‘I’m doing everything in my power to get enrolled nursing recognised as a career in itself,’ says Catherine Drago. ‘I think it’s often seen as a stepping-stone to doing your RN, but there’s so much more to it than that.’
Catherine is an enrolled nurse educator at Peninsula Health’s Community Care Unit (CCU), and is currently putting the final touches on an advanced diploma majoring in mental health that will soon begin accepting enrolments.
Nursing was a career Catherine was always interested in, but straight out of high school the timing wasn’t right. ‘I went into uni, and did medical biophysics instrumentation,’ she says. ‘I got through a semester and thought: oh my god, what am I doing? I don’t belong here.’
Finding her place
Instead, for the next decade or so, Catherine worked at Swinburne University. ‘When the time was right and I finally got into nursing, I did the diploma,’ she says. ‘And I had no intention to work in mental health at all, but I did my placement at the Community Care Unit at Peninsula Health and I just knew it was my spot. It’s an amazing place, very recovery-model focused, and it just felt right. I absolutely loved it.’
After that placement, Catherine vowed that she would work at the CCU one day. But when she graduated, Peninsula Health wasn’t offering an EN program. Instead, she went to Monash Health, and began her nursing career in acute youth work and the secure extended care unit before spending several months working as an organiser with ANMF (Vic Branch). ‘That wasn’t for me,’ she says.
Dream job, worst timing
Not long after realising that the union organiser role wasn’t the right fit for her, Catherine saw a job ad for the CCU. It was her dream job but it couldn’t have come at a worse time.
‘My dad was terminally ill and in hospital, and when the ad came up I said to my partner “I don’t think it’s the time; I can’t apply; it’s too much.” But she said to me: “oh my god, you have wanted this your whole career; you’ve got to just go with it.”’
So Catherine applied and scored an interview – on the day of her father’s funeral! ‘I ended up doing the interview the week after. I don’t know how I got through it, but I did. And I got the job.’
Catherine loved the job as much as she expected to, but admits she’s the kind of person who feels like she needs a new challenge as soon as she gets comfortable. ‘So I decided to do my Cert IV in training and assessment through the ANMF,’ she says, ‘and then a job as an enrolled nurse educator came up at Peninsula Health.’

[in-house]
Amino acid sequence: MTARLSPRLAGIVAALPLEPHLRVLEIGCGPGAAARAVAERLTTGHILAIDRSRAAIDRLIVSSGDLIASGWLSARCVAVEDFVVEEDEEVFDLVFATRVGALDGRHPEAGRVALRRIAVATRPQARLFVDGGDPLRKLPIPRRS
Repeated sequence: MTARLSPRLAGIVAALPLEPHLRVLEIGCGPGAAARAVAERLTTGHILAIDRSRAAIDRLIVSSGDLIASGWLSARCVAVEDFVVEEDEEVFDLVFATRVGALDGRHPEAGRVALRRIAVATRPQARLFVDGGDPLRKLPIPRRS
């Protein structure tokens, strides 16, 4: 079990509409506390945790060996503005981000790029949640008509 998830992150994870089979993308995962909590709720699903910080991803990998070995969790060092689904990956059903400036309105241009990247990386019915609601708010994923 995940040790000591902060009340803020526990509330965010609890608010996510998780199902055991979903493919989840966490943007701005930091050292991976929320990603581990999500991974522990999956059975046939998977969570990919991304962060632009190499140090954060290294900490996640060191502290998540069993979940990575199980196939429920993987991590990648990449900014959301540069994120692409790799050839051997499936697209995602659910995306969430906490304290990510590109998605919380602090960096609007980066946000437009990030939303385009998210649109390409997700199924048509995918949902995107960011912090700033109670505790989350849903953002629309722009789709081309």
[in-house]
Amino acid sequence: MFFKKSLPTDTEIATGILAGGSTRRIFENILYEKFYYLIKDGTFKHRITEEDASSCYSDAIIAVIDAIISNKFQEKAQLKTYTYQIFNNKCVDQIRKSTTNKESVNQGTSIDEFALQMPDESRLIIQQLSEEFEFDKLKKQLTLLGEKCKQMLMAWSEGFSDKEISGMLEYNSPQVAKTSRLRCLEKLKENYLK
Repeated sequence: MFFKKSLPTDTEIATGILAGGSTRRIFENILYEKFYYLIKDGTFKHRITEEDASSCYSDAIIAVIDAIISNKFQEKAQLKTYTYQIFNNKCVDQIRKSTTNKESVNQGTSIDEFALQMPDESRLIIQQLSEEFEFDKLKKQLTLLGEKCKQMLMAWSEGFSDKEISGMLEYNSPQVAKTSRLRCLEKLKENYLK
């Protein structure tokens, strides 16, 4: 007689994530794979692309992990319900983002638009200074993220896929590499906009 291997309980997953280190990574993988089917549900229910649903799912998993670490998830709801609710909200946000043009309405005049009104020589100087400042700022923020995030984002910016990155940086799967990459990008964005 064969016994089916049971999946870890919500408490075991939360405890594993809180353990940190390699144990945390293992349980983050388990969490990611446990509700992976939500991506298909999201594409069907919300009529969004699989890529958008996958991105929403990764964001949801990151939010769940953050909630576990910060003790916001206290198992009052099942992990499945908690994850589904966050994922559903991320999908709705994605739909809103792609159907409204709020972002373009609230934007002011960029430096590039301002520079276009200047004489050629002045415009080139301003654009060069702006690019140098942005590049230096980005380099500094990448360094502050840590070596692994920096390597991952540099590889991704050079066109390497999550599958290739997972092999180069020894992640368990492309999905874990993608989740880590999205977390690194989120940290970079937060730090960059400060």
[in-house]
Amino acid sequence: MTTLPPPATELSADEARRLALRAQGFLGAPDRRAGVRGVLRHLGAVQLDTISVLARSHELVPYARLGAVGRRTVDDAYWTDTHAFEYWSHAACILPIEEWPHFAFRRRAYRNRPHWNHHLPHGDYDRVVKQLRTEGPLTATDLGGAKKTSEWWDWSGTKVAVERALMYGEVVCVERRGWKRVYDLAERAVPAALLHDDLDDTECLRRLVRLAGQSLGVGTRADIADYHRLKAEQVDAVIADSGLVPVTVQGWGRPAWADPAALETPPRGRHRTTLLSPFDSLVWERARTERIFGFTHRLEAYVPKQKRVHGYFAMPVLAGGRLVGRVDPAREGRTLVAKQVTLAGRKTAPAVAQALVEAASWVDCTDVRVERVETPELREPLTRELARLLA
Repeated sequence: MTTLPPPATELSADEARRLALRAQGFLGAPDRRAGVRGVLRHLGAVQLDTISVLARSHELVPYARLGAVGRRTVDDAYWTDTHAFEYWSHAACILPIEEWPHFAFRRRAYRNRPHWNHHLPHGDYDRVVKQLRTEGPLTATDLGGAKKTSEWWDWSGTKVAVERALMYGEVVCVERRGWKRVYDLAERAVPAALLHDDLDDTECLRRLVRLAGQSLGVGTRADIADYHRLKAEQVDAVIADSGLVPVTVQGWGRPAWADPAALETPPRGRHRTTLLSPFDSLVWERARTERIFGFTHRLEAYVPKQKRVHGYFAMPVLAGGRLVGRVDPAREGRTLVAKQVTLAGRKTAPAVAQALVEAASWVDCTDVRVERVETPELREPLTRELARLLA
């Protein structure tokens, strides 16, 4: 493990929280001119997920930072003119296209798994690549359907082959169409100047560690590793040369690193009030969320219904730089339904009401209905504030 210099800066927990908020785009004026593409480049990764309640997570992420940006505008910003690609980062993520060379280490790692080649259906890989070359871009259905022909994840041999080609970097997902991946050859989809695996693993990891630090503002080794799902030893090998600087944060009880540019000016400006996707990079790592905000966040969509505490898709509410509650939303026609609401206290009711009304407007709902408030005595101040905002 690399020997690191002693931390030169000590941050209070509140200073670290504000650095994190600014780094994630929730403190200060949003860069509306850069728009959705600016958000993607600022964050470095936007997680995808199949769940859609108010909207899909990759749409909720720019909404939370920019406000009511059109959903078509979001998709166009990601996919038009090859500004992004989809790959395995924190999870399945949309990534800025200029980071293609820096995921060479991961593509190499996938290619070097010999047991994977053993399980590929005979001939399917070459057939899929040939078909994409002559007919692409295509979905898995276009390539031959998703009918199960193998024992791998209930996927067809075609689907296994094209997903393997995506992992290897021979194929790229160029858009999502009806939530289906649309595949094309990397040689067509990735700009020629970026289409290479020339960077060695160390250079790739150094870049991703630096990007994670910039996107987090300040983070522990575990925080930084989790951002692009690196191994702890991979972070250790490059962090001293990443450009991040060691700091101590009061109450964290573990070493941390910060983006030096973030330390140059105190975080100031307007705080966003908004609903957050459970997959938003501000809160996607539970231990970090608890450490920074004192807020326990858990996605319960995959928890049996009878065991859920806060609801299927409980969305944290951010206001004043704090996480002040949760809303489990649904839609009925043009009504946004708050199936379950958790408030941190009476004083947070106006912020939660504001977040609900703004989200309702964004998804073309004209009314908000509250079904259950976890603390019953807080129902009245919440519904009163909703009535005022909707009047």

Taking a leap of faith, she applied and has now been in that role, and loving it, for 12 months. As the enrolled nurse program had not been run at Peninsula Health for a while, Catherine has developed the whole program from scratch. ‘It was really exciting and daunting,’ she says.
‘Now it’s sort of like it’s my calling. I’m doing everything in my power to get enrolled nursing recognised as a career in itself. I think it’s often seen – in mental health, and I’m guessing in general as well – as a stepping-stone to doing your RN. But there’s so much more to it than that.’
Pursuing her conviction that there ‘should be more recognition for enrolled nurses’, Catherine began developing the advanced diploma. She has been working with a registered training organisation to develop the program, which will comprise 10 units, seven of which will have a dedicated mental health focus.
‘That is more than registered nurses get doing their Bachelor of Nursing,’ she says. ‘So it’s just huge. And really exciting.’
Catherine expects the program to be up and running with its first cohort of ENs by October. It wouldn’t have been possible, she says, without the support of her manager, Stuart.
‘He’s very innovative, and sees big-picture stuff. This sort of thing excites him so I’ve entirely got his backing and support. I don’t think it would have happened if I didn’t have that sort of support from management. I’m just wrapped.’
All going to plan, from October the new EN mental health nurses will be too.